Troops from the military wing of the Restoration Council of Shan State parade for Shan National Day in the Thai border base of Loi Tai Leng, in Myanmar's northeastern Shan State.
(KC ORITZ/AFP/Getty Images)
Myanmar's President Thein Sein has spent his four-year term trying to negotiate peace with the numerous ethnic armed groups on the periphery of the geographically fractured country. The strategy was meant to unfold in three stages: negotiated cease-fires with individual groups, a nationwide cease-fire agreement and, finally, an inclusive political dialogue. But the strategy did not unfold as planned, and now, with elections weeks away, the government has opted for a compromise.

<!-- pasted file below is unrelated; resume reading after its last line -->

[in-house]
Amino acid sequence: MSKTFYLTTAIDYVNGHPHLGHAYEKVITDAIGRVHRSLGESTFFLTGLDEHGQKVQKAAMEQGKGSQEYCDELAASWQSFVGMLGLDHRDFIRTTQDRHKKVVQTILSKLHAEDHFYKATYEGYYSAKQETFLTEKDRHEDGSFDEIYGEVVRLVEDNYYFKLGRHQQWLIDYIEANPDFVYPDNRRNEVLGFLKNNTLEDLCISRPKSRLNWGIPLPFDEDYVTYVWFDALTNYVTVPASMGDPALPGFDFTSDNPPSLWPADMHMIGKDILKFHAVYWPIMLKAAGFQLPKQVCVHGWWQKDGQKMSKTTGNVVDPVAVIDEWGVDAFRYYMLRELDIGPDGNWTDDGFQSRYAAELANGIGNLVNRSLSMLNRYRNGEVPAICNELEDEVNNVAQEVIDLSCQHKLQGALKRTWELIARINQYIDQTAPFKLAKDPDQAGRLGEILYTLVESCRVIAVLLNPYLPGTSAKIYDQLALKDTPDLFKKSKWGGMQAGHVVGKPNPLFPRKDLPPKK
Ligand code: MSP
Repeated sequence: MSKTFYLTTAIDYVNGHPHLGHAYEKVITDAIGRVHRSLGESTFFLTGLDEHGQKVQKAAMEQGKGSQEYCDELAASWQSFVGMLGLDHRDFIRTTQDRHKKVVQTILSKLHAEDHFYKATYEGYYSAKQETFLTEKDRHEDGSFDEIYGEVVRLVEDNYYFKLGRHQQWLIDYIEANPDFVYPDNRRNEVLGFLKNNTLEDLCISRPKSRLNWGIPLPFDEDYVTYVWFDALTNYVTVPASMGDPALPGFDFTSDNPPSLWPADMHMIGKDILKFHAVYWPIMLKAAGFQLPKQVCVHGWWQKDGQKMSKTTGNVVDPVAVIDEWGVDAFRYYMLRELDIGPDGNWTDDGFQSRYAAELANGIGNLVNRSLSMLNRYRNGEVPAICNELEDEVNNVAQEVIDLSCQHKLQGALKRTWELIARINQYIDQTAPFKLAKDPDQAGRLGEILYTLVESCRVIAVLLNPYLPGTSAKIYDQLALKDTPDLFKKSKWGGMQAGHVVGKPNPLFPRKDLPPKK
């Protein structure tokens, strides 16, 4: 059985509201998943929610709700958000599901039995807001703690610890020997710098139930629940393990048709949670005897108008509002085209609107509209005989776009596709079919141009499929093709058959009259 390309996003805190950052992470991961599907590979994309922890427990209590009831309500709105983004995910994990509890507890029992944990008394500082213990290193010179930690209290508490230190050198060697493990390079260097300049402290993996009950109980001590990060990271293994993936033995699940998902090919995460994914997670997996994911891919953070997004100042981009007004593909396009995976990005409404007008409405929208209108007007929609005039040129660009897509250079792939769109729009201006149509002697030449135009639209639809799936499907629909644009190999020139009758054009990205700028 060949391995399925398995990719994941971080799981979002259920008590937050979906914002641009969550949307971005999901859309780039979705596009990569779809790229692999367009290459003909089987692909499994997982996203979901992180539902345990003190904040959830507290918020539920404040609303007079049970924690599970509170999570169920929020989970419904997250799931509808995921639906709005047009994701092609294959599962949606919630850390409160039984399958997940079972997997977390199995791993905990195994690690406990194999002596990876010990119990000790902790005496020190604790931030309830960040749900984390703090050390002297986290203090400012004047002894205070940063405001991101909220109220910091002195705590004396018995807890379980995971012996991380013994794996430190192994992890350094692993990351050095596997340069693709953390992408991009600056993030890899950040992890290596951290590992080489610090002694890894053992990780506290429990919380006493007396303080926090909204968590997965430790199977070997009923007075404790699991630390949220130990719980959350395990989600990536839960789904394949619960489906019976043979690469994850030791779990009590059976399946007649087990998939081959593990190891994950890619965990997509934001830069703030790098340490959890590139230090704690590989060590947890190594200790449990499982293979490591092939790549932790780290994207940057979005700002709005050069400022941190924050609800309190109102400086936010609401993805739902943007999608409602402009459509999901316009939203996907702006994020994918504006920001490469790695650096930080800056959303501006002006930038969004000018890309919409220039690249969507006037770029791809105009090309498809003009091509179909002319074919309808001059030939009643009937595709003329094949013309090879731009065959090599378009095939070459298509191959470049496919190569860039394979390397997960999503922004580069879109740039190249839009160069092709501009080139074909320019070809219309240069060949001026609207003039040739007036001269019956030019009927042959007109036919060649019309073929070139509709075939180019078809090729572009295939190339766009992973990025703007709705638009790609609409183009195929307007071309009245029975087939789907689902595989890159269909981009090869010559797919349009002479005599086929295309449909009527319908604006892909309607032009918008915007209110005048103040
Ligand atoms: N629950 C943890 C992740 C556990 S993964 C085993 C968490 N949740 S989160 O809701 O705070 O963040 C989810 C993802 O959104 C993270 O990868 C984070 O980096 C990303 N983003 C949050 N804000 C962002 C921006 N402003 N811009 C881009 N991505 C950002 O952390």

On Oct. 15, eight armed groups will sign the nationwide cease-fire agreement, down from the 15 militias initially meant to sign. After elections, negotiations will resume both with signatories and holdout groups. After elections, negotiations will resume both with signatories and holdout groups. But, though these agreements may stand temporarily, negotiating the end of a deeply divided, multi-generational insurgency is no small task and will be beset by divisions, backsliding and delays....